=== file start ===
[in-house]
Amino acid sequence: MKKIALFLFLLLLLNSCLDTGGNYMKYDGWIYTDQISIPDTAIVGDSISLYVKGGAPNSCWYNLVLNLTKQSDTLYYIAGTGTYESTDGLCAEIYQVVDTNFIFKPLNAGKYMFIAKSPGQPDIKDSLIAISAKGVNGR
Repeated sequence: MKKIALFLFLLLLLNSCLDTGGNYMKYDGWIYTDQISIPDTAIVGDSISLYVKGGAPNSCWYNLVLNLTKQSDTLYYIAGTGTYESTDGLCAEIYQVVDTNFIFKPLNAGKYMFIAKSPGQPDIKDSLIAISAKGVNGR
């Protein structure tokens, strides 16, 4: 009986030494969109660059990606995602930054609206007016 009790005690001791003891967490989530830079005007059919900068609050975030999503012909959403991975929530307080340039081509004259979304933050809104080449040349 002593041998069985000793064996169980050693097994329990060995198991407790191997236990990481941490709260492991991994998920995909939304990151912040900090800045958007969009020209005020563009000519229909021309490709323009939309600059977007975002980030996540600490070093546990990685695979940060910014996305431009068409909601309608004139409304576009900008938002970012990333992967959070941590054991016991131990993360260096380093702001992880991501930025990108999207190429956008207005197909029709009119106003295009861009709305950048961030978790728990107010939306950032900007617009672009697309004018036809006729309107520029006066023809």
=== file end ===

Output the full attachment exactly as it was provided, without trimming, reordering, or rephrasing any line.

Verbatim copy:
[in-house]
Amino acid sequence: MKKIALFLFLLLLLNSCLDTGGNYMKYDGWIYTDQISIPDTAIVGDSISLYVKGGAPNSCWYNLVLNLTKQSDTLYYIAGTGTYESTDGLCAEIYQVVDTNFIFKPLNAGKYMFIAKSPGQPDIKDSLIAISAKGVNGR
Repeated sequence: MKKIALFLFLLLLLNSCLDTGGNYMKYDGWIYTDQISIPDTAIVGDSISLYVKGGAPNSCWYNLVLNLTKQSDTLYYIAGTGTYESTDGLCAEIYQVVDTNFIFKPLNAGKYMFIAKSPGQPDIKDSLIAISAKGVNGR
């Protein structure tokens, strides 16, 4: 009986030494969109660059990606995602930054609206007016 009790005690001791003891967490989530830079005007059919900068609050975030999503012909959403991975929530307080340039081509004259979304933050809104080449040349 002593041998069985000793064996169980050693097994329990060995198991407790191997236990990481941490709260492991991994998920995909939304990151912040900090800045958007969009020209005020563009000519229909021309490709323009939309600059977007975002980030996540600490070093546990990685695979940060910014996305431009068409909601309608004139409304576009900008938002970012990333992967959070941590054991016991131990993360260096380093702001992880991501930025990108999207190429956008207005197909029709009119106003295009861009709305950048961030978790728990107010939306950032900007617009672009697309004018036809006729309107520029006066023809």